*p < .05. **p < .01. ***p < .001, two-tailed, corrected for multiple testing with FDR.

Correlation of Coping Factors With Well-Being and Health

Correlation analyses (Table 3) indicated that support/venting was less used by older EMSP, whereas no associations emerged with other studies variables. Active coping/planning, religion, self-distraction, and positive reappraisal were not related to any study variable. In trend, EMSP with more work experience also reported more self-criticism (pFDR = .102), and frequent use of self-criticism was positively associated with higher perceived stress, more mental and physical symptoms, and lower job satisfaction.

Table 3

Spearman Rank Correlations (N = 106)

Coping Factor Age Sexa EMS work experience PCL-5 PHQ-15 PHQ-9 Perceived Stress Job Satisfactionb Work-related self-efficacy
F1 Support/Venting -.28* -.07 -.08 .09 -.07 -.15 .07 .17 .14
F2 Active coping/Planning .05 .05 .05 .23 .05 .02 .16 -.07 .11
F3 Humor .15 .24 .11 -.01 .08 .09 -.03 .00 .34*
F4 Religion -.10 -.10 .00 .26 .04 .00 .13 .10 -.08
F5 Self-distraction .11 .13 .10 .16 .01 .01 .10 -.05 .26
F6 Self-criticism .09 -.02 .22 .49*** .32* .34* .27* -.27* -.22
F7 Positive reappraisal -.10 -.02 -.10 .17 -.02 -.05 .09 .12 .13
Work-related self-efficacy .21 .29* .18 -.22 -.23 -.26 -.04 .24

aPositive coefficient indicate higher values in men than women. btwo missing values.

*p < .050. ***p < .001, two-tailed, corrected for multiple testing with FDR.

These associations were also supported by the zero-order correlations between the Brief-COPE subscales and the study variables (Table X2, Supplementary Materials). Additionally, we observed relevant correlations of the Brief-COPE’s acceptance subscale, which has been neglected in the CFA in order to test the factor solution reported by Cicognani et al. (2009). In detail, EMSP in our sample who reported higher acceptance showed less stress-related symptoms (PCL-5: rS = -.21, pFDR = .138; PHQ-15: rS = -.31, pFDR = .020; PHQ-9: rS = -.32, pFDR = .018).

Work-Related Self-Efficacy and Coping

Male (pFDR = .037) and older EMSP (pFDR = .102) reported higher work-related self-efficacy, which was associated in trend with higher job satisfaction (pFDR = .081) and less posttraumatic (pFDR = .101), depressive (pFDR = .053), and physical stress symptoms (pFDR = .090, cf. Table 3). Moreover, self-efficacy correlated with a conceivably more adaptive coping behavior, in a way that EMSP with higher self-efficacy were prone to use less self-criticism in trend (pFDR = .102) as well as more humor (see Table 3) and acceptance (rS = .38, pFDR = .002; Table X2, Supplementary Materials).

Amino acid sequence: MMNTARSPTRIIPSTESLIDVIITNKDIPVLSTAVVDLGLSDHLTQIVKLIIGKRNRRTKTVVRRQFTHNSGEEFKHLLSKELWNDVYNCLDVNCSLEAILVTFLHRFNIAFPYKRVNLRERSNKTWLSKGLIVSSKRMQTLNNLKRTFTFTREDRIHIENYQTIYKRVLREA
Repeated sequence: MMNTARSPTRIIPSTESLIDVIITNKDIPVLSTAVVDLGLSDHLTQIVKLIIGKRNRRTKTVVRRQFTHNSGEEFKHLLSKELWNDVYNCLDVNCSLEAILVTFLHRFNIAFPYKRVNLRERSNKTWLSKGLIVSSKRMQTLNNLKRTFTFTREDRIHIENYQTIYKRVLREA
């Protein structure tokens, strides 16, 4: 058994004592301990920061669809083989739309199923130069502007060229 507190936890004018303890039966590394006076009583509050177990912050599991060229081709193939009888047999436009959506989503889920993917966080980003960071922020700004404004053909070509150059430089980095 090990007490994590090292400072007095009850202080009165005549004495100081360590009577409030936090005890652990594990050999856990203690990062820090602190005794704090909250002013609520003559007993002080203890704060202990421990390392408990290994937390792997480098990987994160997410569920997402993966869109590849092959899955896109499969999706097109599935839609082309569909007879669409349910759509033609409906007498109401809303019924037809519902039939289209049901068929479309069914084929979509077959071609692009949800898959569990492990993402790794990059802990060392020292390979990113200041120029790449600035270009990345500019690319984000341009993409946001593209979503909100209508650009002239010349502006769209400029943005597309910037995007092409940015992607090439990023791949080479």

We investigated habitual coping behavior in a cohort of German EMSP and its relevance for the personnel’s health and well-being. Thereby, we replicated the seven-factor structure of Brief-COPE items which has been previously identified by Cicognani et al. (2009) in Italian emergency workers. Among these coping factors, self-criticism showed significant associations with stress, job satisfaction, and stress symptoms of EMSP.

Similar to the Italian emergency workers (Cicognani et al., 2009), our cohort of German EMSP rarely engaged in denial, behavioral disengagement, and substance (ab)use when coping with stress. Unlike the Italian sample, however, our cohort of EMSP almost never coped through religion. Cross-cultural studies indicate that reliance on religion in coping with adversity and stress varies across countries (Chai et al., 2012; Shirazi et al., 2011). Therefore, differences in the use of coping strategies between our study cohort and that of Cicognani et al. (2009) may result from cultural differences between Italian and German rescue personnel. Future cross-cultural research should compare coping in frontline workers with different cultural and social background.

Consistent with Cicognani et al. (2009), our CFA corroborated a factor unifying items of support seeking and venting, indicating that EMSP seek the support of others to share their unpleasant emotions and find comfort. Unexpectedly, this factor was not associated with better health or well-being, adding to previous inconsistent findings on the adaptiveness of social support for the well-being of EMSP (Boland et al., 2019; Essex & Scott, 2008; Feldman et al., 2021; Fjeldheim et al., 2014; Kleim & Westphal, 2011; Kshtriya et al., 2020; Wild et al., 2016). One reason for these heterogeneous findings could be the timing of social support: In their review, Wagner at al. (2016) conclude that pre-trauma social support can enhance resilience against PTSD, while post-trauma social support appears to promote posttraumatic growth. Conceivably, EMSP actively seek social support when feeling particularly stressed, and this adaptive behavior could enable personal growth. Moreover, previous research has differently defined and operationalized social support: While we included support and venting into one factor (cf. Cicognani et al., 2009), other studies focused on received and/or perceived social support by different groups, e.g., family, colleagues (Fjeldheim et al., 2014; Wild et al., 2016).